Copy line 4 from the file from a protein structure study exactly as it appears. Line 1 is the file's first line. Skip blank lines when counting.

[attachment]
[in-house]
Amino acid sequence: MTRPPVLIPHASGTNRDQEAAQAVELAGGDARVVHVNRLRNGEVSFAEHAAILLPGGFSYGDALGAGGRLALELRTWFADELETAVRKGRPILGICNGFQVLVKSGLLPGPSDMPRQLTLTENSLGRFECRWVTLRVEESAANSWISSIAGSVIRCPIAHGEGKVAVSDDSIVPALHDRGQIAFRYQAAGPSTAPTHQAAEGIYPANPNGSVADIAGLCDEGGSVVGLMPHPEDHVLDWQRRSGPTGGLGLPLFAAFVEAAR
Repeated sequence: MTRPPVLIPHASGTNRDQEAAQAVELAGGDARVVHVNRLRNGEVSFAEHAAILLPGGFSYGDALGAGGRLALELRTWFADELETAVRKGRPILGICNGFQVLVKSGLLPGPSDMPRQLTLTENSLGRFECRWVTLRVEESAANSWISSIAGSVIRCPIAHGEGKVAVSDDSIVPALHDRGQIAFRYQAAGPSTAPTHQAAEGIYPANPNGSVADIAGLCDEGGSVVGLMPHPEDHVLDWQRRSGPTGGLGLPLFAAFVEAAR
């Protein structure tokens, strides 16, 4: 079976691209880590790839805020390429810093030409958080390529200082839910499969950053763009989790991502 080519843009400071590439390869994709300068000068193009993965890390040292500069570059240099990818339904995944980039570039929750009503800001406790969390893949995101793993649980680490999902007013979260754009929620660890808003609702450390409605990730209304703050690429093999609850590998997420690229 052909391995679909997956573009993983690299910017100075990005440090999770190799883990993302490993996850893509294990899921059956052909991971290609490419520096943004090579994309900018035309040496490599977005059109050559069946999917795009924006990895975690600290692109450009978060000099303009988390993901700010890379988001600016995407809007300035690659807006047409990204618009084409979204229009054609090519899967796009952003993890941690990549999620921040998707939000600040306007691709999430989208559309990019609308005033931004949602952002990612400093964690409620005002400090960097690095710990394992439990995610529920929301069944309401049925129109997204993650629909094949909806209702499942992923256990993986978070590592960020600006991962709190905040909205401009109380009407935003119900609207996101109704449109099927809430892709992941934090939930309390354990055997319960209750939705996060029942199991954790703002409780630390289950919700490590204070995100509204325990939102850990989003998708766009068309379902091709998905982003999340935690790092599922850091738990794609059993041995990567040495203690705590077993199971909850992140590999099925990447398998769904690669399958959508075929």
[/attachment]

């Protein structure tokens, strides 16, 4: 079976691209880590790839805020390429810093030409958080390529200082839910499969950053763009989790991502 080519843009400071590439390869994709300068000068193009993965890390040292500069570059240099990818339904995944980039570039929750009503800001406790969390893949995101793993649980680490999902007013979260754009929620660890808003609702450390409605990730209304703050690429093999609850590998997420690229 052909391995679909997956573009993983690299910017100075990005440090999770190799883990993302490993996850893509294990899921059956052909991971290609490419520096943004090579994309900018035309040496490599977005059109050559069946999917795009924006990895975690600290692109450009978060000099303009988390993901700010890379988001600016995407809007300035690659807006047409990204618009084409979204229009054609090519899967796009952003993890941690990549999620921040998707939000600040306007691709999430989208559309990019609308005033931004949602952002990612400093964690409620005002400090960097690095710990394992439990995610529920929301069944309401049925129109997204993650629909094949909806209702499942992923256990993986978070590592960020600006991962709190905040909205401009109380009407935003119900609207996101109704449109099927809430892709992941934090939930309390354990055997319960209750939705996060029942199991954790703002409780630390289950919700490590204070995100509204325990939102850990989003998708766009068309379902091709998905982003999340935690790092599922850091738990794609059993041995990567040495203690705590077993199971909850992140590999099925990447398998769904690669399958959508075929």